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On a cloudless day in May 1967, Robert Wideman heard a noise that would change his life forever. It was a small, simple click. That seemingly innocuous noise meant the A-4 Skyhawk that Robert had been flying over Vietnam had been hit. Robert was forced to eject from his plane only to land on North Vietnamese soil and subsequently be taken prisoner. The story that follows in Unexpected Prisoner is a recounting of Robert’s harrowing, gripping ordeal as a Vietnam POW.
After Robert was captured, he was forced to strip to his underwear and march blindfolded and bound, in mud and cold from one village to the next as his captors led him to the first of many prison camps in which he would be detained. In each camp he would experience varying degrees and types of persecution and suffering. Throughout his imprisionment in North Vietnam, he was interrogated repeatedly by North Vietnamese soldiers. They would not hesitate to torture him (although Wideman doesn’t see it that way – he says so many others suffered so much worse than he) if he did not “answer correctly”. He bears some of the physical and mental scars of his captivity to this day.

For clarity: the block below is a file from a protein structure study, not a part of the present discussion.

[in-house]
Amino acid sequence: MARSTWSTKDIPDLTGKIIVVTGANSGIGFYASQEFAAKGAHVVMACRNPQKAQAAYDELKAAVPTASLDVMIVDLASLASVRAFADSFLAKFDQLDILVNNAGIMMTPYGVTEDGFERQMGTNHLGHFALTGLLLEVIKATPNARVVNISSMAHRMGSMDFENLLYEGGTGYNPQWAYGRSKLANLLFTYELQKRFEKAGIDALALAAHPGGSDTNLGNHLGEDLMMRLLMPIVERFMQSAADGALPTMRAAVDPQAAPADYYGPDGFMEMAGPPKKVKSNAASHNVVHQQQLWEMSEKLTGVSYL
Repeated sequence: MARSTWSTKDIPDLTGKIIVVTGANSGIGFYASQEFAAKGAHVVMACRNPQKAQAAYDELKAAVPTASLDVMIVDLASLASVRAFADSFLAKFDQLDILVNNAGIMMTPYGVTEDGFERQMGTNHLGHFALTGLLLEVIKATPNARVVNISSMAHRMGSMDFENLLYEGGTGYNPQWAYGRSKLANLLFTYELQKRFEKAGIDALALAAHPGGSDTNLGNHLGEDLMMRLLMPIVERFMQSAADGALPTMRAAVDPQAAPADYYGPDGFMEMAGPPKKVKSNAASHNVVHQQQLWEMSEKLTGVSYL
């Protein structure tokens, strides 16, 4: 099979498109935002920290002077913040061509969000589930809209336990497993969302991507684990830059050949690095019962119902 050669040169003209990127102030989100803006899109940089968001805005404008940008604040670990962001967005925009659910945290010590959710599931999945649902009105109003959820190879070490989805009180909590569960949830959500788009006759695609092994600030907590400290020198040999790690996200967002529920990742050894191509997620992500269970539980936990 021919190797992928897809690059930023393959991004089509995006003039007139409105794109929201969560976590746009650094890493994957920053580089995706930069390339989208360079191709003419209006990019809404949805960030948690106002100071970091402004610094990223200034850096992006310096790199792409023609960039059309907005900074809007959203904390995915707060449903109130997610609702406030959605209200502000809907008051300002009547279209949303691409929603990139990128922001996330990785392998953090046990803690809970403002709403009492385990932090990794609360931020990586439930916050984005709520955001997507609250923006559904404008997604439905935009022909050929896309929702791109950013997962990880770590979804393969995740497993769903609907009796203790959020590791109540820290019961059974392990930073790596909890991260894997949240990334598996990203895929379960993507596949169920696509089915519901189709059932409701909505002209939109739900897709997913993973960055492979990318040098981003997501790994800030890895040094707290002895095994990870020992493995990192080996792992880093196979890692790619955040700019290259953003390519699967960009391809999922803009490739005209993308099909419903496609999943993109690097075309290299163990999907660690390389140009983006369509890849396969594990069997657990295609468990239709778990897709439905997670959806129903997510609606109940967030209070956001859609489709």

Wideman would finally be released in March 1973, after spending time in the infamous Hanoi Hilton in addition to other lesser-known prison camps. In Unexpected Prisoner, he writes frankly of his time in North Vietnam, the conditions he endured as well as the unforseen difficulties of living in a stressful, demanding environment with other American POWs. His matter-of-fact narration allows the reader to easily be there with him through the fear and the boredom, the friendships and the betrayals, the hopelessness and the hope. Robert never paints himself or his fellow POWs as saintly, just human. And it is in reckoning with his own innate imperfection under inhumane conditions that Robert allows us to glimpse the elemental divinity within us all.